A retail street in Facebook’s proposed Willow Campus.
Facebook will build a village with housing and amenities in Silicon Valley, a new version of old, unsuccessful ideas of company towns and utopian communities. Will Facebook's town face the same fate?
Facebook and Google already face a legal complaint in the wake of the new data protection law, but the most precious data still isn't covered.
Though Google has reported significantly more profits in Australia, the profit margins of the local company remain very low compared to its worldwide group.
It is well known that modern multinationals such as Google can derive substantial revenue and profits from Australia without significant physical presence here.
Amazon, Google and Apple's attempts to understand the tone of human voices can reflect human biases.
Organisations are on the losing side, especially those that rely on leveraging personal data to compete. But there will be a net benefit to consumers – and that's a good thing.
South African opposition party leader, Mmusi Maimane, addressing the media. A viable media helps promote political accountability.
The sustainability of the news media is a precondition for good journalism in the public interest. Thus, economic questions should form part of discussions of press freedom.
Toronto could learn a lot from Brazil following the flawed and opaque consultation process to develop parts of the city’s waterfront.
Toronto’s Quayside smart city project needs a new, truly consultative process. An innovative method used by Brazil to develop its landmark Internet Bill of Rights may be the answer.
Advertisers may track a customer’s shopping preferences within a shopping centre by using ultrasonic beacons emitted from their mobile phones.
Mai Lam/The Conversation NY-BD-CC
Inaudible sounds are being used to transmit data from our devices. While not new technology, these ultrasonic beacons may be in breach of laws regarding surveillance devices.
The ACCC inquiry looks at the impact of digital platforms on the supply of news and journalistic content.
Facebook has expressed interest in regulation, but its submission to the ACCC could be a disappointing early indication of how it will downplay its magnitude in future regulatory debates.
Cambridge Analytica whistleblower, Christopher Wylie.
The routine gathering and monetisation of vast amounts of personal data has been normalised.
Social media platforms and data analytics companies need the world to believe in the election-swaying power of big data.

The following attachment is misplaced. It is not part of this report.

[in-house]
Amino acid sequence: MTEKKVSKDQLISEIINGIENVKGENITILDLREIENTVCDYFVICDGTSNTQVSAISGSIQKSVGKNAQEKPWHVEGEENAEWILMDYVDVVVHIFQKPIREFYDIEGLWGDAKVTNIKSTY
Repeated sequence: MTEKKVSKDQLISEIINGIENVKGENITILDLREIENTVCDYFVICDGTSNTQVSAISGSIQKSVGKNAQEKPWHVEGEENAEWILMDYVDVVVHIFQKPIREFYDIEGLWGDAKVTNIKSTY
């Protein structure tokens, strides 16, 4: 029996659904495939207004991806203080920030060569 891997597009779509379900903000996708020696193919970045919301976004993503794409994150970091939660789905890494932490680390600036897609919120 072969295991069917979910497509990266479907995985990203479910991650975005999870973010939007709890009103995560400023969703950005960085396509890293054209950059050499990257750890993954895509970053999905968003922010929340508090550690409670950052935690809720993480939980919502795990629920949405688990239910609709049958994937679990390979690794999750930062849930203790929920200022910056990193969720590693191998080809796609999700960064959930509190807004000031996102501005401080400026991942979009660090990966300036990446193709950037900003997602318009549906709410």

Conversations on Facebook ethics are part of a bigger conversation about information architecture.
AP Photo/Alastair Grant
An expert explains how Facebook's privacy issues are linked to a bigger problem – a 'hostile information architecture,' largely controlled by corporate interests.
Targeted advertising: good for Facebook and Google, not so good for you.
Google and Facebook reign supreme over digital advertising. Yet the Cambridge Analytica scandal, and when the effectiveness of this advertising seems limited, should we ban this model?
Google’s Project Loon uses high altitude navigable balloons to deliver internet to rural and remote areas.
Tech companies such as SpaceX, Facebook, Google and Microsoft are competing to bring internet to areas without access in the developing world. And that's a problem.
Privacy on Facebook: how much sharing is too much?
Do we really want to protect our privacy when we expose it on social networks?
Ready player one?
It's time programmers looked out old computer text adventures like Zork and Colossal Cave from the 1970s and 1980s.
A rendering of Quayside, a neighborhood designed by Sidewalk Labs.
When building a smart city, it's vital that governments and citizens know up-front who will control the collected data.
It may seem convenient to think of technology companies as similar, but they’re really not.
When thinking about regulating them, it's useful to know Facebook, Amazon, Google, Apple and Microsoft have some similarities. But generally they're not competing with each other – or anyone else.
As watchdogs, regulators, tax agencies, and lobby groups apply more pressure to tech giants Google and Facebook, the two companies are rebranding in response.
Wes Mountain/The Conversation
It's surprising that news publishers seem to hand more power to Google because now more than ever there's an urgency to have clear barriers between news companies, social media platforms and search engines.
It isn’t that we should worry about AI becoming more human. We should fear ourselves becoming more artificial.